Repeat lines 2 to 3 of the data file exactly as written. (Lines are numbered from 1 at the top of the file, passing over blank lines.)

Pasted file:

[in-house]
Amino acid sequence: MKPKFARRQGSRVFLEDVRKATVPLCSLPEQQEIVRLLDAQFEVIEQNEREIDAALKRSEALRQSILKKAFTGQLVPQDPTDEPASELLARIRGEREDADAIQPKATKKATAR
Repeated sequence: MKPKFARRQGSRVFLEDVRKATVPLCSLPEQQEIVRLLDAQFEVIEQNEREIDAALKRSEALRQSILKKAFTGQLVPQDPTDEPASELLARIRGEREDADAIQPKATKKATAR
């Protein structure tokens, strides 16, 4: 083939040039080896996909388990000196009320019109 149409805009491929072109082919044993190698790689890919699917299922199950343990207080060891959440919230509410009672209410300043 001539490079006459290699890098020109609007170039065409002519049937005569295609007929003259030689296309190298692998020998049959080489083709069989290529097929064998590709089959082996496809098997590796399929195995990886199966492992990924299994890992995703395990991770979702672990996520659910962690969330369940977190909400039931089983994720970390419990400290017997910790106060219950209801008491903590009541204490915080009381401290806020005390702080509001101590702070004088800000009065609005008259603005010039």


Amino acid sequence: MKPKFARRQGSRVFLEDVRKATVPLCSLPEQQEIVRLLDAQFEVIEQNEREIDAALKRSEALRQSILKKAFTGQLVPQDPTDEPASELLARIRGEREDADAIQPKATKKATAR
Repeated sequence: MKPKFARRQGSRVFLEDVRKATVPLCSLPEQQEIVRLLDAQFEVIEQNEREIDAALKRSEALRQSILKKAFTGQLVPQDPTDEPASELLARIRGEREDADAIQPKATKKATAR